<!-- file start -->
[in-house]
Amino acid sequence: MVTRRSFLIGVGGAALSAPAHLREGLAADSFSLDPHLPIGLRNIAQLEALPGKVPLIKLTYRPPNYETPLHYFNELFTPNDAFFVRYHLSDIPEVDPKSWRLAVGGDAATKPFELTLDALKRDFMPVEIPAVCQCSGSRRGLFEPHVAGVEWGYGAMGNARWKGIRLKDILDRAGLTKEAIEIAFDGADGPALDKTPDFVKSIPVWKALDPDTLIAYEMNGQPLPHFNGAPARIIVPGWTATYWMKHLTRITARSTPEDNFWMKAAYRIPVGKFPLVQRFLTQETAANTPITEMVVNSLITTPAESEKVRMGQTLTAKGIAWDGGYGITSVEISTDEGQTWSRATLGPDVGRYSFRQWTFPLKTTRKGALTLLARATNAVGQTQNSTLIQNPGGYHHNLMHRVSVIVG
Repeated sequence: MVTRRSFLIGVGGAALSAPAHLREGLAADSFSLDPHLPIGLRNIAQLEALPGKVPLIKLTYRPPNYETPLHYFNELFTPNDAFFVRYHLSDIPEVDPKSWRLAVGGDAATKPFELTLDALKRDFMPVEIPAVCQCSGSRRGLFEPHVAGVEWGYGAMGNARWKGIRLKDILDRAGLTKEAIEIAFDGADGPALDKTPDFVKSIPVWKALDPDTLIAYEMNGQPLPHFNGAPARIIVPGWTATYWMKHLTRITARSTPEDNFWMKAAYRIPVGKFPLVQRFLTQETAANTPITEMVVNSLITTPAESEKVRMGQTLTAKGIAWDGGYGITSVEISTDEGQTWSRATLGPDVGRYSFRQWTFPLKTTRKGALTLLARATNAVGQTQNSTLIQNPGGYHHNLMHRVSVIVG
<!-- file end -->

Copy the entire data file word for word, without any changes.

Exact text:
[in-house]
Amino acid sequence: MVTRRSFLIGVGGAALSAPAHLREGLAADSFSLDPHLPIGLRNIAQLEALPGKVPLIKLTYRPPNYETPLHYFNELFTPNDAFFVRYHLSDIPEVDPKSWRLAVGGDAATKPFELTLDALKRDFMPVEIPAVCQCSGSRRGLFEPHVAGVEWGYGAMGNARWKGIRLKDILDRAGLTKEAIEIAFDGADGPALDKTPDFVKSIPVWKALDPDTLIAYEMNGQPLPHFNGAPARIIVPGWTATYWMKHLTRITARSTPEDNFWMKAAYRIPVGKFPLVQRFLTQETAANTPITEMVVNSLITTPAESEKVRMGQTLTAKGIAWDGGYGITSVEISTDEGQTWSRATLGPDVGRYSFRQWTFPLKTTRKGALTLLARATNAVGQTQNSTLIQNPGGYHHNLMHRVSVIVG
Repeated sequence: MVTRRSFLIGVGGAALSAPAHLREGLAADSFSLDPHLPIGLRNIAQLEALPGKVPLIKLTYRPPNYETPLHYFNELFTPNDAFFVRYHLSDIPEVDPKSWRLAVGGDAATKPFELTLDALKRDFMPVEIPAVCQCSGSRRGLFEPHVAGVEWGYGAMGNARWKGIRLKDILDRAGLTKEAIEIAFDGADGPALDKTPDFVKSIPVWKALDPDTLIAYEMNGQPLPHFNGAPARIIVPGWTATYWMKHLTRITARSTPEDNFWMKAAYRIPVGKFPLVQRFLTQETAANTPITEMVVNSLITTPAESEKVRMGQTLTAKGIAWDGGYGITSVEISTDEGQTWSRATLGPDVGRYSFRQWTFPLKTTRKGALTLLARATNAVGQTQNSTLIQNPGGYHHNLMHRVSVIVG